Those who defied the rains to attend the day of tributes included: Anambra State Governor, Mr. Peter Obi who was represented by the chairman of the Planning Committee for Achebe’s burial, Professor Uzodimma Nwala, former military administrator of Lagos State, Admiral Ndubuisi Kanu (rtd), Nigeria’s former Ambassador to Israel and United States, Professor George Obiozor, President General Ndigbo Lagos, Professor Anya O.Anya and Professor Pat Utomi.
Others are Chief Arthur Mbanefor, Hon. Chudi Uwazurike, Chief Obi Achebe, Mr. Uzor Maximum Uzor-Atu, President of Old Boys Government College Umuahia, Chief C.C. Nweke and many others who sent printed messages.
Obi, who said everything is being done to ensure that Achebe who hailed from Ogidi Town in Anambra State was given a befitting burial today said the governors from the South-east and South-south are working together to ensure that Achebe’s burial was successful at the end of the day.
On his part, Professor Anya said that Achebe was his next door neighbour when he lived in Lagos, and described him as a man of impeccable humility. The day of tributes according to Anya “should be a day of reflection for us to see what lessons we can take out from Achebe’s life” adding “the life that Achebe led should challenge us. The future of Nigeria will be defined by Igbos. What he proclaimed was for us to think home, let’s go back and develop Igboland.”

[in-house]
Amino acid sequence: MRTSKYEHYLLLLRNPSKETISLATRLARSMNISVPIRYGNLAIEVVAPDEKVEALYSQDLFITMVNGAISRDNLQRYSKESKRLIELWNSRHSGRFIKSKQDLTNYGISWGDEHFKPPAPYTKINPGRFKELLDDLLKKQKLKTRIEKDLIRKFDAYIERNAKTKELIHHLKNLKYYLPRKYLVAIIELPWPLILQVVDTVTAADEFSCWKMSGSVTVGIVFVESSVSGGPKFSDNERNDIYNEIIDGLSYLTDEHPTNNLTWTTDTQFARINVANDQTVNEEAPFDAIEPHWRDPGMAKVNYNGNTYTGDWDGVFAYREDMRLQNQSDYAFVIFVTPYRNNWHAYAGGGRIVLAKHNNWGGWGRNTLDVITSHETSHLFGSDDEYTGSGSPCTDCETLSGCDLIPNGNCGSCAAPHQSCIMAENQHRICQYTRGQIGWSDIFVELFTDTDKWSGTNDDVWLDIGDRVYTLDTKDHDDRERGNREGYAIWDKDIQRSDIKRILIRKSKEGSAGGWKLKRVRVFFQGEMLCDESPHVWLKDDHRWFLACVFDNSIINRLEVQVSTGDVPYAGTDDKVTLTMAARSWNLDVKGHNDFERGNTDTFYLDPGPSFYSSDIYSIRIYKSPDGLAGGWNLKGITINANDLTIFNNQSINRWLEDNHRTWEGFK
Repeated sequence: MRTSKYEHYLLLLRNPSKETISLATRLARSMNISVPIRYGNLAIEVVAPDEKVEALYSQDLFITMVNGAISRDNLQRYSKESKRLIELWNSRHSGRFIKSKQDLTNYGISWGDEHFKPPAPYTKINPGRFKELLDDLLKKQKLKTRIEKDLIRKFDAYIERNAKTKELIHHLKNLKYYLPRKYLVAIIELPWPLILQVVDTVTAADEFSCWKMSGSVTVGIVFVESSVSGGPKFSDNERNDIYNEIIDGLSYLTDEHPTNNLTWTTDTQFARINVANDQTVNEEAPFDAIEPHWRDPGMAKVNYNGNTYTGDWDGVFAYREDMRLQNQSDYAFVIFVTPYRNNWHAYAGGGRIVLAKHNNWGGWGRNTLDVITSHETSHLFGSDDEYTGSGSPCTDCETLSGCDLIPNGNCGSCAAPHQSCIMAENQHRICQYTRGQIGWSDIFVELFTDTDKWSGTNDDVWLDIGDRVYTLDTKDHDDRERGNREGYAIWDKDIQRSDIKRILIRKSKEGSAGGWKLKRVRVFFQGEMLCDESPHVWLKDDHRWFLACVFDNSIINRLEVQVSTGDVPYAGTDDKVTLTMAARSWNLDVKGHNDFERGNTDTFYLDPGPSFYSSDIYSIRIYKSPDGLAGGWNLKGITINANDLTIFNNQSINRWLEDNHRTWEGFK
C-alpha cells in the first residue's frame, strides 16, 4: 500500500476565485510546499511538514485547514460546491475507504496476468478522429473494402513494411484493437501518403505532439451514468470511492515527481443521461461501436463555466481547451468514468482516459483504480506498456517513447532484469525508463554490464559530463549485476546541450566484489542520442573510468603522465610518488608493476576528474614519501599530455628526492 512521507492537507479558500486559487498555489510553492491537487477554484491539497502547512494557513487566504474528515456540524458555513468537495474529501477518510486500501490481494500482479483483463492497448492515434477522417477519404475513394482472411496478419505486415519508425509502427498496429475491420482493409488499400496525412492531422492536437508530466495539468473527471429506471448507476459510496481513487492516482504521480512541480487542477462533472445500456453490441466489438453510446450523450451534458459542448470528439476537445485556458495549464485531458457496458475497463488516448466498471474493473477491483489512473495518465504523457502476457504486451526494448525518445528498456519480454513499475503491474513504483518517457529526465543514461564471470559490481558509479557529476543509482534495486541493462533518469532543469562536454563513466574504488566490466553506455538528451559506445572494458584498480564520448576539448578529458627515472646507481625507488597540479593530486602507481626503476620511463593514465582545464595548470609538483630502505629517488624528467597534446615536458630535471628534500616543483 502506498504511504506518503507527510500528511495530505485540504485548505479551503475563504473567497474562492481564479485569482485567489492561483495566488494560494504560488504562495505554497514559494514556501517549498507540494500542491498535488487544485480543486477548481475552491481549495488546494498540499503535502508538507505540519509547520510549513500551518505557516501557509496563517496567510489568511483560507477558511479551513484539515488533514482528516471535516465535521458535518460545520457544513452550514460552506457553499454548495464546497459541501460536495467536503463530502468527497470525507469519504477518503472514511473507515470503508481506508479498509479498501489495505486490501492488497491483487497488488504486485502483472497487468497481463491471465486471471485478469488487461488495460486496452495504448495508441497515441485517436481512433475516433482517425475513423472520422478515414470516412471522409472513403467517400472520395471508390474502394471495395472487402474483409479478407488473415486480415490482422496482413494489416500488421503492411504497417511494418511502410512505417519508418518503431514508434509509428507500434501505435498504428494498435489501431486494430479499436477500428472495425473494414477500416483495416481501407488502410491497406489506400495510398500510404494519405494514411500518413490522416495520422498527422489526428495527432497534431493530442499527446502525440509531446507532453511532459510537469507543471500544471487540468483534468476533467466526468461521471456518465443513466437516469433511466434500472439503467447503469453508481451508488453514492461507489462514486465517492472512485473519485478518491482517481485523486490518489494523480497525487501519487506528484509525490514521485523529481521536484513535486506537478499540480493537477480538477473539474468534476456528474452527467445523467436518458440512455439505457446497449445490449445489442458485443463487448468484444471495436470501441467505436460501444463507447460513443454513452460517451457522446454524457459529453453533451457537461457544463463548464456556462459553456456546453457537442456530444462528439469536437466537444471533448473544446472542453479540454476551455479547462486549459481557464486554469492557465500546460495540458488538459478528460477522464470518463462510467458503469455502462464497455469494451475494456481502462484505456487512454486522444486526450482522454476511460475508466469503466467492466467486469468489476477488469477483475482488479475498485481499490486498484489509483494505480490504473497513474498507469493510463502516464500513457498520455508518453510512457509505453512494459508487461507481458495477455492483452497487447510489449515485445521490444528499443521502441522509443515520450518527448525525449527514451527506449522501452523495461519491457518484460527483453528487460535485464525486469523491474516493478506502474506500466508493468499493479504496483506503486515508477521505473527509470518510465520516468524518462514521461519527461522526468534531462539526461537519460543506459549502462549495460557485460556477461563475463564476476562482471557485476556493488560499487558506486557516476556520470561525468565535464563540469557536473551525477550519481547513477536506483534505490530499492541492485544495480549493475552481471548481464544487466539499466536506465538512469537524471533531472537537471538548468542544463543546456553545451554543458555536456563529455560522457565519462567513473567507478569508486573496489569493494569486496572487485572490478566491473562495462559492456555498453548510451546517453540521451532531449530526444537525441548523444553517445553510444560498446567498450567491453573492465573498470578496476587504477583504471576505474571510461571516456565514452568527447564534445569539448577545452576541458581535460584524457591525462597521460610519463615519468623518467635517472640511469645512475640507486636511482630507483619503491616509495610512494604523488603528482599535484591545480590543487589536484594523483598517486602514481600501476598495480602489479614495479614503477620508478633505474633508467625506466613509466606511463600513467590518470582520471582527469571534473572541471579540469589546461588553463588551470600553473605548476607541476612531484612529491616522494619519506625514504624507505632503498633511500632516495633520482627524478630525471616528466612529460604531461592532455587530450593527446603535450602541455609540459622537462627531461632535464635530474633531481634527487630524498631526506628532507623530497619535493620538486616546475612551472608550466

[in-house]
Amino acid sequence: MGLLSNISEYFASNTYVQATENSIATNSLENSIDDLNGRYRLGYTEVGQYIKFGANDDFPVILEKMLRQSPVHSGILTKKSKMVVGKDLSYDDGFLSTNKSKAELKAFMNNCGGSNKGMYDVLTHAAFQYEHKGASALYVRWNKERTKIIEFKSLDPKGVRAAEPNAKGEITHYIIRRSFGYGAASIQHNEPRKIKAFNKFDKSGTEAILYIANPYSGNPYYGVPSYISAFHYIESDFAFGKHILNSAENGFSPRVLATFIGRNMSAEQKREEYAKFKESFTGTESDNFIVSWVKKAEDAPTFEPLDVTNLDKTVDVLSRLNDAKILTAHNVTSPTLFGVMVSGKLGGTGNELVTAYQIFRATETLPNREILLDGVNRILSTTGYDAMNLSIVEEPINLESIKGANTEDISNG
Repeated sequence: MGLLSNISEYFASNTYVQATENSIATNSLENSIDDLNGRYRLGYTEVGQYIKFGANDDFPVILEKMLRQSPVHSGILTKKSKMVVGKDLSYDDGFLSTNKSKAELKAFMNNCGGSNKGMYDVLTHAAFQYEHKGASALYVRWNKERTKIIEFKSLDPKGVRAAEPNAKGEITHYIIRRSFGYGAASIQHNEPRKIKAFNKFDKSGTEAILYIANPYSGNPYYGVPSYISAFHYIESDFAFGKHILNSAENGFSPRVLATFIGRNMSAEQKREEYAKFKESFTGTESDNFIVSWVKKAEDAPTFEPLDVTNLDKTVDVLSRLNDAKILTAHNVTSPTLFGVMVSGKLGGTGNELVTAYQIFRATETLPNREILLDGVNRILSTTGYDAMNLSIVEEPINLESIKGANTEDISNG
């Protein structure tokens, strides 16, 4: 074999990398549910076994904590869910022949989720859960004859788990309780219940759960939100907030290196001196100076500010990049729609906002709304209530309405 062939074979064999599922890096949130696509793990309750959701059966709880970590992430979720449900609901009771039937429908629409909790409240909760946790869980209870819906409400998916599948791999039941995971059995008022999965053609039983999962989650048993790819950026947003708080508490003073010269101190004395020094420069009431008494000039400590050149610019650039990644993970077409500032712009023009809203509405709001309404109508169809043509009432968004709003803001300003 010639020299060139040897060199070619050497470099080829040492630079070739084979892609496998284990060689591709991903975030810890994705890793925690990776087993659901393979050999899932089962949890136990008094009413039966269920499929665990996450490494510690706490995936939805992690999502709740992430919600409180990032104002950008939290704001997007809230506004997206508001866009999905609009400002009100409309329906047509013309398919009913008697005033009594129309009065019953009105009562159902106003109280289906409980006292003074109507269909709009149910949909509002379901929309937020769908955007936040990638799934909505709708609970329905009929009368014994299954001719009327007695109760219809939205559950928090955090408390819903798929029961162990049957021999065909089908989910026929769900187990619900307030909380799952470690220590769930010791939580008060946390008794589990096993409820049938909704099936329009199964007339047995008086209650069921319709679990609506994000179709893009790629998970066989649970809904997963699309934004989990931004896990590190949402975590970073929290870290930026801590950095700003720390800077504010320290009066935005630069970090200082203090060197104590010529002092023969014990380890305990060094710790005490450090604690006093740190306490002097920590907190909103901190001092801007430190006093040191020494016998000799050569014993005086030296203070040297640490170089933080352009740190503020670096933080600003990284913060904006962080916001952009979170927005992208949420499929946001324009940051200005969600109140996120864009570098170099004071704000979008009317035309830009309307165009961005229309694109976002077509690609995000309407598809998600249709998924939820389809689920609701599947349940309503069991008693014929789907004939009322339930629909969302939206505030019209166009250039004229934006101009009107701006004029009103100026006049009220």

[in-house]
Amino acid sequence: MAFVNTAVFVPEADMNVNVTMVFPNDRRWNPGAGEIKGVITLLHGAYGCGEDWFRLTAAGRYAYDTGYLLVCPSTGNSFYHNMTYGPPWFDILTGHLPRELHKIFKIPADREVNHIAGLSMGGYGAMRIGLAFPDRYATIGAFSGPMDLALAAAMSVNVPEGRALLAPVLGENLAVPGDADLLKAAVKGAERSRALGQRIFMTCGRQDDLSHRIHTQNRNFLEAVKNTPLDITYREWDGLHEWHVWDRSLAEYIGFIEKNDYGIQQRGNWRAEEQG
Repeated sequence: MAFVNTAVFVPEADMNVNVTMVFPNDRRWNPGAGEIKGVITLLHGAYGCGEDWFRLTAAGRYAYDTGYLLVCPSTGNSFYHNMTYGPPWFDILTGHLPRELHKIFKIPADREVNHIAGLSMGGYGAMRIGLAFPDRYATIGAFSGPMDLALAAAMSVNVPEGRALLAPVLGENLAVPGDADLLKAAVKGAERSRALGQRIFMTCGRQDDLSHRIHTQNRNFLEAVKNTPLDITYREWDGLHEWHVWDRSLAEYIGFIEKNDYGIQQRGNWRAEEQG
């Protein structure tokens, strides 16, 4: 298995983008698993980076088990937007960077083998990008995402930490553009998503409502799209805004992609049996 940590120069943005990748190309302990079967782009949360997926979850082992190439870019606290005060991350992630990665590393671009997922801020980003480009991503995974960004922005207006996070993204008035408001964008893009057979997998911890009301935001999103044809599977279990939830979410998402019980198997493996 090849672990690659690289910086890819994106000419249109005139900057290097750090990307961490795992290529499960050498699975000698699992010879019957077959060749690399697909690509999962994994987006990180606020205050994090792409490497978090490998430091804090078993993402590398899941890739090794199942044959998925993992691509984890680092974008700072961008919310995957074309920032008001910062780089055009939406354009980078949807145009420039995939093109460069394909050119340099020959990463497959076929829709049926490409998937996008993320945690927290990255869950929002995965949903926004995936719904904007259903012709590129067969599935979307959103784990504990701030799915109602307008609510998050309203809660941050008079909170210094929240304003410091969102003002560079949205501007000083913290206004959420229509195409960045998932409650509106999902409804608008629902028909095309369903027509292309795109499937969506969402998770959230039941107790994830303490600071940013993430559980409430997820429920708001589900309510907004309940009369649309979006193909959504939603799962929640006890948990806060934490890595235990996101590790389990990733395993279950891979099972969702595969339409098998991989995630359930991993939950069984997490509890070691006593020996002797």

Also, Professor Obiozor described Achebe as a great and core Igbo man. He said: “He never denied who he was. Greatness followed him from birth until his death and he always spoke his mind not minding whose ox was gored.”
On his part, Kanu said those who criticised Achebe’s book: ‘There Was A Country’ never read it from the beginning to the end. He said that Achebe led a life worth of emulation noting that he achieved greatness while alive.
Chief Mbanefo did not mince words when he mounted the podium and said the present situation in the country would have been different if Nigerians had put into practice what Achebe wrote in his numerous books. He insisted that the issues Achebe discussed in his books were not myths.
“Achebe played honest politics and he always stood his ground. He wasn’t the type that gave in because he believed in himself. He thought about where he came from and as people were begging for national honours he refused the highest honour in the country because those giving it had soiled their hands,” he said.